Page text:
Consolidation, Security Products Announced at System z Summit

Big Blue announces new consolidation and security products as part of its $100 million mainframe simplification and modernization effort

IBM Corp. recently concluded its System z Summit in New York, during which it announced several new consolidation and security offerings as part of its $100 million mainframe simplification and modernization effort.

Big Blue unwrapped its Tivoli zSecure V1.8.1 suite—modular solutions that help IT administer mainframe security servers, monitor threats, audit usage and configurations, and enforce policy compliance. In addition, IBM touted its new IT Value-Based Analytics (ITVBA)—a tool to improve cost transparency for companies consolidating distributed servers onto a single mainframe environment—and a range of enhancements to z/VM (which now supports ten times more virtualized memory and up to 256 GB of real memory).

Not bad for a sleepy summer analyst session. Industry watcher Charles King, a principal with consultancy Pund-IT, came away impressed.

“The new System z software offerings aim to press [the mainframe’s] success even further by increasingly simplifying complex IT security, management, and workload tasks, particularly around server consolidation and virtualization processes,” he says. “Do IBM’s claims make sense? Yes and no. On the plus side, we agree that the company’s mainframe platform is more flexible, robust, and secure than any competing platform. In terms of sheer scalability and manageability, IBM’s z/VM blows away competing virtualization solutions.”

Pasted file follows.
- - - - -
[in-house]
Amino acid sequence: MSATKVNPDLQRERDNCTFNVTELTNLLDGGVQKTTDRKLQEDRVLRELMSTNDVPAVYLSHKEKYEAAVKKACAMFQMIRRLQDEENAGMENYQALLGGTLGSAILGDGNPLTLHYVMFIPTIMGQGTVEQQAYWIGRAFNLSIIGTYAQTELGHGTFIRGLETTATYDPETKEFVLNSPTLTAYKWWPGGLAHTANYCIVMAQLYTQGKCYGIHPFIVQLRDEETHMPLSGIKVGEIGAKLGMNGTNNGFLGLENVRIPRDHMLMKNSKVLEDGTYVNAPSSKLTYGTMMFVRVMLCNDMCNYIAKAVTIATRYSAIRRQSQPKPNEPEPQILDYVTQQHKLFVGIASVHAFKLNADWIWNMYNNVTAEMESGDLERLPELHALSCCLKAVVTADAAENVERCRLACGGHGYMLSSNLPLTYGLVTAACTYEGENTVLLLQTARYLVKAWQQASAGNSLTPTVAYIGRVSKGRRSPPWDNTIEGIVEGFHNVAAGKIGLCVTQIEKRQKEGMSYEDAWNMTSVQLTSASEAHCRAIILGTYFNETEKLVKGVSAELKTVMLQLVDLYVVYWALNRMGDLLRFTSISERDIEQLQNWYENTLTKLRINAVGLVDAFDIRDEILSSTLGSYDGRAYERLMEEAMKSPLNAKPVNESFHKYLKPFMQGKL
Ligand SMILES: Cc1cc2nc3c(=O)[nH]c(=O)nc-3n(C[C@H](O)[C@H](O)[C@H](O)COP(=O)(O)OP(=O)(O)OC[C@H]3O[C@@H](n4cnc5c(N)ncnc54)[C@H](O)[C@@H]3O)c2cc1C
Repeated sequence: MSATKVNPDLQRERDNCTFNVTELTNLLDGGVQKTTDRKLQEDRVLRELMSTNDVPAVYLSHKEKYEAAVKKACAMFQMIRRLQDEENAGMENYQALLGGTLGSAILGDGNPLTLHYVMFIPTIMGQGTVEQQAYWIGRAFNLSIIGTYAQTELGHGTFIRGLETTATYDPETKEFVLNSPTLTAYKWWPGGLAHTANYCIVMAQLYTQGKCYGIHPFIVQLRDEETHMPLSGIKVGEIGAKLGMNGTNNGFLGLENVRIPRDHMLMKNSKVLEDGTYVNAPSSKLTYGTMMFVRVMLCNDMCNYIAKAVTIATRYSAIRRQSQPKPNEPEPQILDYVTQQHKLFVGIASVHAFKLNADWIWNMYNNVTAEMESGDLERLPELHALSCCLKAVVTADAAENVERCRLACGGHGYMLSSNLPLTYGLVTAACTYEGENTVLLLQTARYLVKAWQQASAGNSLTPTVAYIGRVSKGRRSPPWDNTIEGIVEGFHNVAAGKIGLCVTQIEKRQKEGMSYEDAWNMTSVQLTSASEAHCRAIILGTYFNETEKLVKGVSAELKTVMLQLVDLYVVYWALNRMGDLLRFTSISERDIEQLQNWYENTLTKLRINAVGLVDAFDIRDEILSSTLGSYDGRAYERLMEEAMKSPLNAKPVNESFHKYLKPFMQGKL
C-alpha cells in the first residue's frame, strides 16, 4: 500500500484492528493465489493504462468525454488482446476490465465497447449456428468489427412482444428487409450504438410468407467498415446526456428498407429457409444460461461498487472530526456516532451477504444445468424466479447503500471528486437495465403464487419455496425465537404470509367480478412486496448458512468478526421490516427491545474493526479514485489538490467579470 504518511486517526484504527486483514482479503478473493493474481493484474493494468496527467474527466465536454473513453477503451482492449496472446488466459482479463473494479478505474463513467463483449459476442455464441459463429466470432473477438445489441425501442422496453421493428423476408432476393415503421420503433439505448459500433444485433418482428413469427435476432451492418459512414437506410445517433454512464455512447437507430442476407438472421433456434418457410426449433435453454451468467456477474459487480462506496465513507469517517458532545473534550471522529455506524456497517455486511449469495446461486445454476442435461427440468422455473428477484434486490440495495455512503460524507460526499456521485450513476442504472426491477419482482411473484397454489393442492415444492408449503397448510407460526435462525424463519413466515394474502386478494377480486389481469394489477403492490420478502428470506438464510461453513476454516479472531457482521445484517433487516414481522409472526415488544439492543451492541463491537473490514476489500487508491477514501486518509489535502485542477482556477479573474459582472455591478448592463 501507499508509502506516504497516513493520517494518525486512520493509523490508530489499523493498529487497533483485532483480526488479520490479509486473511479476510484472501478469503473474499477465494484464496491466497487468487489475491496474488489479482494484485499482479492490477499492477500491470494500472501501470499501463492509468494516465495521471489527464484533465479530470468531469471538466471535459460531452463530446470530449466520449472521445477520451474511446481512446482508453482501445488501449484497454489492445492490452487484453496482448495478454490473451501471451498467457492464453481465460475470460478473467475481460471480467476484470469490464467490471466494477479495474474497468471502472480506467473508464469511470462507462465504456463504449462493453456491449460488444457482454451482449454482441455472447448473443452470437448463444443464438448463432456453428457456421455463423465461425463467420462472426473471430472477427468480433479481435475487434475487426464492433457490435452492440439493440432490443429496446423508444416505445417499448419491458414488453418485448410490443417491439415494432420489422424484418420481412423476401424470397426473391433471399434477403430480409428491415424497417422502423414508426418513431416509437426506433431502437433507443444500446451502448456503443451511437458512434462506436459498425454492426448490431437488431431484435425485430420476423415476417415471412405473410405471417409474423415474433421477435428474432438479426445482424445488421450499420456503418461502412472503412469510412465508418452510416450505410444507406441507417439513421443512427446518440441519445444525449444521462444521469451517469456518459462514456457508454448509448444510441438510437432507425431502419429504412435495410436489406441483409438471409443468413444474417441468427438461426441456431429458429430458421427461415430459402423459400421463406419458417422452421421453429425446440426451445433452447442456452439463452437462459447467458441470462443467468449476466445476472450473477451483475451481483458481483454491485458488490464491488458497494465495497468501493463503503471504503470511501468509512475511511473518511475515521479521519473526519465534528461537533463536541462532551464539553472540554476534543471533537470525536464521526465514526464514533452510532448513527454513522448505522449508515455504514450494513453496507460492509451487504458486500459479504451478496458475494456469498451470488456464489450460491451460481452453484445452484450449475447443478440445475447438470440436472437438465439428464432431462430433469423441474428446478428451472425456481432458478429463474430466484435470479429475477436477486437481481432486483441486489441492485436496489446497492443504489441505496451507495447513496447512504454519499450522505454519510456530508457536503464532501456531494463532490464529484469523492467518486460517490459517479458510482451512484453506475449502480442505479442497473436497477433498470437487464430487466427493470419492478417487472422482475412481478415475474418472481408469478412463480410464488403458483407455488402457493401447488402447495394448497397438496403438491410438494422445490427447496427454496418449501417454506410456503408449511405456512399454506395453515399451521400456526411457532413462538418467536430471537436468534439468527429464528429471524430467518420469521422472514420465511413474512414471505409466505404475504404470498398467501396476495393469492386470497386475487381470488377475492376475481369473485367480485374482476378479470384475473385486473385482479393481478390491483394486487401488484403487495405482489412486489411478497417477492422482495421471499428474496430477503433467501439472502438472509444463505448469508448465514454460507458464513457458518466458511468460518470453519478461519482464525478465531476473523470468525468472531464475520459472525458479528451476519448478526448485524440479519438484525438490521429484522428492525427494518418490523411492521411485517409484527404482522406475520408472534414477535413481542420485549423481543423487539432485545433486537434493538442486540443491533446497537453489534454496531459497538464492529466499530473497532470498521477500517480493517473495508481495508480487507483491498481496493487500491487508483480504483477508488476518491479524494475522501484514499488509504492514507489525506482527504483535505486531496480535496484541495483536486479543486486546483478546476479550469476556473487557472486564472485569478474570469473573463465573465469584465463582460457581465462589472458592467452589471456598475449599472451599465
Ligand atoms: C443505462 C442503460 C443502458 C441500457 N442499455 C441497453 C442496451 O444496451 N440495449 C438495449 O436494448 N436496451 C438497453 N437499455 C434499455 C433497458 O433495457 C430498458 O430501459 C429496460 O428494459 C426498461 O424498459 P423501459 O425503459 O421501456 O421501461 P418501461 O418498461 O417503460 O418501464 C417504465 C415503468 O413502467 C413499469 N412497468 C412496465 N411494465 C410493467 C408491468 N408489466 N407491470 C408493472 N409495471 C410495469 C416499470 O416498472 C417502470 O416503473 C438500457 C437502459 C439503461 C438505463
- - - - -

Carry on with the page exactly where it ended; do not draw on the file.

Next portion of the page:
King sees even more upside for medium- and large-sized enterprises. “For enterprises and mid-sized companies that wish to consolidate hundreds or even thousands of distributed servers and applications, IBM’s System z offers unmatched performance,” he indicates. “At the same time, the company’s new and improved software solutions seem likely to enhance both system manageability and mainframe user satisfaction. Overall … this strategy marks a significant step forward in IBM achieving its larger mainframe goals, and we expect to see additional software enhancements in future announcements.”

On the other hand, he says, Big Blue’s newest announcements probably won’t have much of an impact in small mainframe shops.

“At the same time, we do not believe that the mainframe is appropriate for every application or company, particularly the small organizations IBM says will benefit from its simplified offerings. While there are exceptions, … most small companies would likely find it difficult to justify the time and cost commitments necessary for a mainframe migration.

“In a sense, this quandary defines the often-vague border between innovative technology and intelligent business behavior. For the right situation and organization, IBM’s System z simply cannot be beat, but the mainframe is not a one-size-fits-all solution by any measure.”

About the Author

Stephen Swoyer is a Nashville, TN-based freelance journalist who writes about technology.

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